Le Mans is a very special type of race. Lasting 24hrs, the winning car is often the toughest, not the fastest. "To finish first, first you must finish", is the motto of many an endurance racer. First held in 1923, the race is run on the Sarthe circuit. This is made up of sections of purpose built track and closed off public roads. It's most famous feature is probably the straight named "Les Hunaudières", where in the past, the fastest racers would reach 250mph+. In recent years the straight has been slowed by the addition of two chicanes for safety reasons.
In the early years, Bentley and Bugatti were dominant (many Bentley's are still named after parts of the circuit, Arnage, Mulsanne, etc.). Ettore Bugatti famously described WO Bentley's 3 and 4 litre racers as the "fastest lorries in the world".
Post war saw the emergence of Jaguar as a dominant force, their C- and D-Types winning several times in the 1950's. The 1988 race saw Jaguar once again take a race win with their XJR-9LM. Ferrari too had several winners of the race as did Aston-Martin who won it just once in 1959.
The early part of the 1960's saw Ferrari as the dominant marque. Cars such as the 250GTO and 250LM were built with Le Mans in mind. As the decade wore on, Henry Ford II decided Ford should compete in the big race. The story goes he wanted to beat Ferrari at it's own game, after his attempt to buy the Ferrari company from Enzo had failed. Either way, Ford commissioned a sports racing prototype car from Lola which became known as the Ford GT40. It was so named because it was only 40 inches tall. The GT40 went on to become one of the most successful Le Mans racers ever, winning the race 4 times in succession between 1966-69.
The next big player in Le Mans history is Porsche. The German sports car maker had several class wins at LeMans prior to 1970, but had never won the race outright. The 917 changed all that. This formidable car was as fast as it was beautiful. It's initial debut in 1969 failed due to it's unstable aerodynamics, but Porsche soon found that by trimming the rear end of the 917L (long-tail car) to create the 917K (short tail), cured the aerodynamic instability problems. A 917K won the race in 1970 and again in 1971, giving Porsche the first of it's 16 victories at Le Mans. Their most recent victory was in 1998 with their 911 GT1'98 model.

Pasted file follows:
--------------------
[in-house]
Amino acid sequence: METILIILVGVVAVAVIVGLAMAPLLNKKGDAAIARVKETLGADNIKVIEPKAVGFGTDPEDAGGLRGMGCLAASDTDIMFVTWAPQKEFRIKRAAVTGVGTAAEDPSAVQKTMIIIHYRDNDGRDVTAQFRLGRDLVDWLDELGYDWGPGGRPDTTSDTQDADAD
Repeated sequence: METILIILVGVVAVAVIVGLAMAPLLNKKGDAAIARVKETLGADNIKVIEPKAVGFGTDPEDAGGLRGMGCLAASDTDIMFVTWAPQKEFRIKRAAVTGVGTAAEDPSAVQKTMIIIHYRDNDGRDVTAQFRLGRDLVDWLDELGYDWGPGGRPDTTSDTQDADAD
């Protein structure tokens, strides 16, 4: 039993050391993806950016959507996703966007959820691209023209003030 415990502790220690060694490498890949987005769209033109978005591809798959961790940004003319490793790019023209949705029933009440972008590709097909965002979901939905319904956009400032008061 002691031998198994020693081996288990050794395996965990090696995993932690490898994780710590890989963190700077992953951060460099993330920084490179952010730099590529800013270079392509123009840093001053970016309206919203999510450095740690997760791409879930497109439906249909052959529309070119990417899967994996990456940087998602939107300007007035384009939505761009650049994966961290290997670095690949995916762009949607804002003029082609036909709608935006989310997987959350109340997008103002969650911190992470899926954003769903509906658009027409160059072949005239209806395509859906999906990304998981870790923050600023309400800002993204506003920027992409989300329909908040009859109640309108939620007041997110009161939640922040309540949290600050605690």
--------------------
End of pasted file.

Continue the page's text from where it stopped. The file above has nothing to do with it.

Other manufacturers who have scored victories in the race include Mercedes-Benz, Matra, McLaren and Mazda (the only Japanese manufacturer to do so, in 1991). The 1999 race saw BMW score their first victory with the V12 LMR sports prototype, (although the 1995 winning McLaren F1 used a BMW engine), narrowly beating the Toyota GT1, which had fantastic speed but not enough reliability to give the Japanese maker it's first Le Mans win. Since 2000 Audi has been the dominant marque, finishing 1-2-3 in 2000, 1-2 in 2001, another win in 2002, and two more wins in 2004 and 2005. In 2003 Bentley won for the first time since 1930, but in fact the winning car was essentially an Audi in Bentley clothes (as Bentley is now part of the VW/Audi group). In 2006 Audi plan to field a new car, the R10. The main difference between it and the R8 (which is closely resembles) is that it has a turbo diesel engine. Audi feel that although it is slightly down on outright power compared to a similar petrol engine, the extra economy it allows will prove to be a race winner in endurance races. So far (as of March 2006) the R10 has won it's first race, the 12 hour race at Sebring in Florida, so Audi's diesel gamble looks like it will pay off at LeMans in 2006. (Which indeed it did, finishing in 1st and 3rd position in the 2006 Le Mans 24hrs!)
Le Mans has multiple different categories, so that in addition to outright victory, many cars are competing for individual class victory. Categories range from those for pure race cars, to those for race cars which are close to roadgoing specification.
In addition to my Le Mans cars, I also have several models of race cars that compete in different racing series including Touring car racing (typically race cars closely related to road going cars, usually saloons), Can-Am racing (a large engined "unlimited" racing series that ran in the USA and Canada from 1966-1974), Drag racing (a mostly American form of motorsport) and Single make race cars (race series where all the cars competing are essentially identical). All the models in this part of my collection are categorized under the various headings below.